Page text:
Such fun to watch all this action on a daily basis.  I took these pictures here in Sumter and Lake Counties in The Villages, Florida, in the past week.  Please click on the thumbnail image to see the larger version of the picture.  Enjoy!

Tri-colored Heron

Tri-colored Heron

Grey Squirrel

Grey Squirrel

Great Blue Heron

Great Blue Heron

 

 

Osprey

Osprey

Wood Stork

Wood Stork

 

 

 

Great Egrets and Snowy Egrets

Great Egrets and Snowy Egrets

Canada Goose

Canada Goose

Pied-billed Grebe

Pied-billed Grebe

A Flock of Wood Storks!

 

DSC_8846

This Wood Stork flock is visiting a small local lake here in my area. I was amazed to see twenty-two Wood Storks along a short stretch of shoreline on Wednesday evening at twilight. This group of storks is a migratory flock. I have never seen so many Wood Storks at once. Wow!

The Wood Storks like eating small fish, aquatic snails, small turtles, frogs, tadpoles, large insects, small snakes, and other small animals that can be found in the shallows of lakes, ponds and rivers. The birds scoop up food with that sturdy big bill. These birds are found in Florida and in a few other tropical, mostly wild places in the United States. The Wood Storks just came off of the Endangered Species List and are still a Threatened Species here in the United States.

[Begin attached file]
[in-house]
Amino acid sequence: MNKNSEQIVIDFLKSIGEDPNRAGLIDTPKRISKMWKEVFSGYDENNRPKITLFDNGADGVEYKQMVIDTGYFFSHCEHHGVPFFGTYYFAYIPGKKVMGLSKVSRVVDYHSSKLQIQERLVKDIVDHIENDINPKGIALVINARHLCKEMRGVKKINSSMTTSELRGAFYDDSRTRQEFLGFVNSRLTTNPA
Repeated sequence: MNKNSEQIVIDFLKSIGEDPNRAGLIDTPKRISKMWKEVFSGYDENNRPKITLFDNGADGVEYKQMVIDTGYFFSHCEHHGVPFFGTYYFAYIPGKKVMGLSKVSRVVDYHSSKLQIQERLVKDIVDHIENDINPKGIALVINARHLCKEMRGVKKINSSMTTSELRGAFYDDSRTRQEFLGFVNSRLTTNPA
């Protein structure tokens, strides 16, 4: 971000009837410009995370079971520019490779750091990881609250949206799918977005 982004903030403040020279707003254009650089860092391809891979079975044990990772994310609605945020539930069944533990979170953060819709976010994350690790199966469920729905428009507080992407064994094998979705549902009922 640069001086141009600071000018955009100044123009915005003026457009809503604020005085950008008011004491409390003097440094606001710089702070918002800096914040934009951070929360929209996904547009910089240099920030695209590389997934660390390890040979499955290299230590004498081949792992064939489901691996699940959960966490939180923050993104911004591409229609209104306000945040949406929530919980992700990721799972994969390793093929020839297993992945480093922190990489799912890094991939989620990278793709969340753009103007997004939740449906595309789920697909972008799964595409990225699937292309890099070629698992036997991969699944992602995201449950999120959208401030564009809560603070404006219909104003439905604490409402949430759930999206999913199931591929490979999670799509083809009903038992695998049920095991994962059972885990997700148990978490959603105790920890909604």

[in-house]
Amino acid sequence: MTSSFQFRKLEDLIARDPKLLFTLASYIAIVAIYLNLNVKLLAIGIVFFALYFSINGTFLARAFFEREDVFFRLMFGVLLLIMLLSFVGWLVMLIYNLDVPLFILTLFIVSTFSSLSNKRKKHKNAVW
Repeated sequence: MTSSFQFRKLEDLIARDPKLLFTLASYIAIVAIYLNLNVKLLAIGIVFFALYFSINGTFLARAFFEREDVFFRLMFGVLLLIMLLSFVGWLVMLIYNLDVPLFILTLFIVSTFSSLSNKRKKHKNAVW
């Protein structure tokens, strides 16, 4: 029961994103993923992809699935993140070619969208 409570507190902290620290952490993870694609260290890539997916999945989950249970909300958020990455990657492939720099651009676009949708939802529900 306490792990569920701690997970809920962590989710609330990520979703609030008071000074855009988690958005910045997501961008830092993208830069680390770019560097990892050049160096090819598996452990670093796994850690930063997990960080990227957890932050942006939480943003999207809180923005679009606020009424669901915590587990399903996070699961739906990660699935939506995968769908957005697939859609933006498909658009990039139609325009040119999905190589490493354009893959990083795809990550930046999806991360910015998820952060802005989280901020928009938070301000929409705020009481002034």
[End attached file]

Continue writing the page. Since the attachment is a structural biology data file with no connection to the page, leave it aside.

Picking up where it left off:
It is interesting to me to see how easily the Wood Storks and several other of the large wading birds, stand and hunt near houses and buildings in some places here in Florida. It seems like these birds adapt to their surroundings pretty well. It is important for people to remember not to feed exotic wild birds and to keep a good distance away (so as not to disturb the birds). There were some egrets also in the pictures and I saw many different kinds of ducks, geese and wading birds in the area.  Please click on the thumbnail images to see the larger picture. Enjoy!

DSC_9020DSC_8868DSC_8845

 

DSC_9012DSC_8960DSC_8897

Tag Cloud